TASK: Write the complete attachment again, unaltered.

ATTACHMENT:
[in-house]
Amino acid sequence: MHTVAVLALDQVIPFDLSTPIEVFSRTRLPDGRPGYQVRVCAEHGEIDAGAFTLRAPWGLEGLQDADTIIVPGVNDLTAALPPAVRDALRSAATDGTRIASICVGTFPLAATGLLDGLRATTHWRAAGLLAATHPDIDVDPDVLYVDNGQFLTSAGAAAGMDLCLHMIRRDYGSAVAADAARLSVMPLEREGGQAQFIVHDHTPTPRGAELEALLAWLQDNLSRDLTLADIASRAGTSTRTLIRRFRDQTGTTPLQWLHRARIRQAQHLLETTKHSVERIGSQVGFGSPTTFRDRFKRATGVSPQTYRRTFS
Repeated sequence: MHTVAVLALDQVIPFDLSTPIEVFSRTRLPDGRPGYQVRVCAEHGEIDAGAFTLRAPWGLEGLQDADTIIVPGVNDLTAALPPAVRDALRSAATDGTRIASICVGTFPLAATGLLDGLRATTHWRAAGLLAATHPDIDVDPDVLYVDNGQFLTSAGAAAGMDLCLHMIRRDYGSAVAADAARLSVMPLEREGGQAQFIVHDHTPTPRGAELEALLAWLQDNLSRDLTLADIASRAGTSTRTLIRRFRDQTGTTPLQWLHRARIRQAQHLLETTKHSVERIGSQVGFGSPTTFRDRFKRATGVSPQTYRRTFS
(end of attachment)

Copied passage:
[in-house]
Amino acid sequence: MHTVAVLALDQVIPFDLSTPIEVFSRTRLPDGRPGYQVRVCAEHGEIDAGAFTLRAPWGLEGLQDADTIIVPGVNDLTAALPPAVRDALRSAATDGTRIASICVGTFPLAATGLLDGLRATTHWRAAGLLAATHPDIDVDPDVLYVDNGQFLTSAGAAAGMDLCLHMIRRDYGSAVAADAARLSVMPLEREGGQAQFIVHDHTPTPRGAELEALLAWLQDNLSRDLTLADIASRAGTSTRTLIRRFRDQTGTTPLQWLHRARIRQAQHLLETTKHSVERIGSQVGFGSPTTFRDRFKRATGVSPQTYRRTFS
Repeated sequence: MHTVAVLALDQVIPFDLSTPIEVFSRTRLPDGRPGYQVRVCAEHGEIDAGAFTLRAPWGLEGLQDADTIIVPGVNDLTAALPPAVRDALRSAATDGTRIASICVGTFPLAATGLLDGLRATTHWRAAGLLAATHPDIDVDPDVLYVDNGQFLTSAGAAAGMDLCLHMIRRDYGSAVAADAARLSVMPLEREGGQAQFIVHDHTPTPRGAELEALLAWLQDNLSRDLTLADIASRAGTSTRTLIRRFRDQTGTTPLQWLHRARIRQAQHLLETTKHSVERIGSQVGFGSPTTFRDRFKRATGVSPQTYRRTFS